Sunak is preparing to block a licence fee increase, which could lead to further cuts at BBC

Broadcasters on the verge of a drastic decline, as annual shortfalls could rise above £500m.Tim Davie, BBC boss for three years now, is used to the ups and downs of a pre-crisis organization.

The threat of further funding cuts will be a sour surprise for anyone, but even he may not have expected it.

The BBC was preparing for a rise in license fees after a two-year freeze. This rise would provide a much-needed boost to its finances.
Rishi Sunak threatened to break the agreement, cautioning that the corporation should be realistic about what households can afford.
Davie, who is now forced to further cut the BBC’s output as it struggles financially, will be forced by the BBC to do so.

According to current projections, license fees are expected to increase from £173.30 to £173.30 by April. The average inflation rate for the year ending September would have resulted in the largest increase since almost 40 years.

The government will make the BBC accept a smaller increase, probably based on a lower inflation rate.
This decision would only exacerbate the BBC’s problems. The BBC has warned of a £400m deficit in its finances due to the two-year financial freeze.

Davie, an executive with a strong commercial bent who led BBC Studios previously, has already started to swing the axe.

BBC announces plans to stream 1,000 hours fewer new TV shows in order to save money.

It has announced plans to move BBC Four, CBBC and local radio online. It also made drastic cuts to the output of its local radio and merged their domestic and global news channels.

Last week, the broadcaster announced that it would reduce Newsnight to 30 minutes. It also cut more than half of its staff.

Deborah Turness, BBC chief executive for news and current affairs, blamed “tough financial circumstances”.

Together, these measures will save approximately £200m per year by 2027. This is only half the amount needed to recover the deficit.

The situation is set to get worse. If the government increased the license fee by 6.7% next year, as suggested by Enders Analysis, the BBC would face a £516m shortfall for the entire year.
The cost of producing programs is rising due to inflation in the production industry.

The BBC had to raise wages for 21,000 of its employees because of the cost-of-living pressures.

Roger Mosey, former head of BBC TV News, calls the funding squeeze “shortsighted” and “destructive”.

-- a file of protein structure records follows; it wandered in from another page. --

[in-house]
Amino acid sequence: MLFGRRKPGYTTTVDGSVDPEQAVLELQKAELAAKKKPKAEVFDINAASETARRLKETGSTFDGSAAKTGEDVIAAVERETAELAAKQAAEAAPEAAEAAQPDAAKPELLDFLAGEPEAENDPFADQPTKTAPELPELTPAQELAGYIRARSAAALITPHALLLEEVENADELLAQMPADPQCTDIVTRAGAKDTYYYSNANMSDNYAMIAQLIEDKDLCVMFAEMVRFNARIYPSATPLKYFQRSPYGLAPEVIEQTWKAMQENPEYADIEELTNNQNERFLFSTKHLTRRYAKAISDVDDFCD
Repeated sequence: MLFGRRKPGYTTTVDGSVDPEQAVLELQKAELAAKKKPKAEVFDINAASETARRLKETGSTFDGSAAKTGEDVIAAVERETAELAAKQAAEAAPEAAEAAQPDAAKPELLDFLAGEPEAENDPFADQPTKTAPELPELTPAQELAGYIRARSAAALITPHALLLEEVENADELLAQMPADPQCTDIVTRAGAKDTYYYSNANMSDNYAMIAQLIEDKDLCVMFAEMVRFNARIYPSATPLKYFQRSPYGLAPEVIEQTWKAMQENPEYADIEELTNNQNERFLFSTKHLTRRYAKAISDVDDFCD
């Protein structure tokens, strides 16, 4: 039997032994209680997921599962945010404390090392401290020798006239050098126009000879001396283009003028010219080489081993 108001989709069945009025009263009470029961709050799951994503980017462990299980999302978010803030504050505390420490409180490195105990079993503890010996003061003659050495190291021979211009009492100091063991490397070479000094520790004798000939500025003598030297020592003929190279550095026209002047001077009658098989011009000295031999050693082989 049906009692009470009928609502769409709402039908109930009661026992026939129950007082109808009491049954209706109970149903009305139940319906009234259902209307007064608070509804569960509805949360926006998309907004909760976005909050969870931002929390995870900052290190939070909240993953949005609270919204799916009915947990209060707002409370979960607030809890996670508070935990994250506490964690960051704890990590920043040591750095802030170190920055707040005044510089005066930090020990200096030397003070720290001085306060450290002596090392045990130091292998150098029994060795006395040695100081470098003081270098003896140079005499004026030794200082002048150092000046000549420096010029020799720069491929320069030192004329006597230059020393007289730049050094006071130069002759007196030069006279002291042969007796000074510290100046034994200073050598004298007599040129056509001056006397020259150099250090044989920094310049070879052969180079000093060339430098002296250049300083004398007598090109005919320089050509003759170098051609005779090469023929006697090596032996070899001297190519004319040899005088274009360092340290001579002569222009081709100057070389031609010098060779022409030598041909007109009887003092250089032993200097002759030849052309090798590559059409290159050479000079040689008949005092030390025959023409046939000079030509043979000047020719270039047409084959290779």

Jane Martinson is a former Guardian media editor and journalism professor. She has accused the Government of using BBC as “a strange scapegoat”.

The BBC is going to have to cut even more budgets. But where is the crucial question?

According to Alice Enders from Enders Analysis, the BBC will probably reduce the budgets of its large-scale projects instead of making minor cuts.
The broadcaster announced earlier this month that it would remove Top Gear from airing for “the foreseeable future”.

This decision was made after Freddie Flintoff sustained serious facial injuries during a high-speed accident last year. However, the bosses will likely welcome the financial gains of halting such an expensive program.

The TV show Strictly Come Dancing and Sir David Attenborough’s nature series could also be canceled.
The BBC is losing viewers, especially younger ones, to streaming competitors. They are making it worse by cutting back on popular shows.Last year, the public broadcaster lost over 500,000 license fee-payers.

Enders says, “The moment you reduce the content, you also reduce the audience.” It’s difficult for a public broadcaster to recover.

Davie also has other levers at his disposal. Davie’s strategy focuses on the broadcaster’s commercial arm to reduce reliance on license fees.
BBC Studios was also affected by the rising production costs, as well as other industry problems such as Hollywood’s strikes.

The BBC boss must decide now which of his sacred cattle to slaughter, without plunging into a downward spiral.

Davie is preparing himself for the future, which will likely be without a license fee. When the BBC’s Charter Agreement is renewed in 2027, other funding options, like advertising and subscriptions, can be considered.
The BBC director-general won’t be alone in this battle. The new BBC chairman is expected to announce his appointment this week. He will have a top priority of securing a model that can be used for ten years.

Amanda Spielman and Dr. Samir Shamir are the top candidates for the position of head of Ofsted.
In the short-term, however, the BBC is faced with a difficult dilemma: how to boost its finances without alienating viewers. It may never be able to regain its audience if it loses them.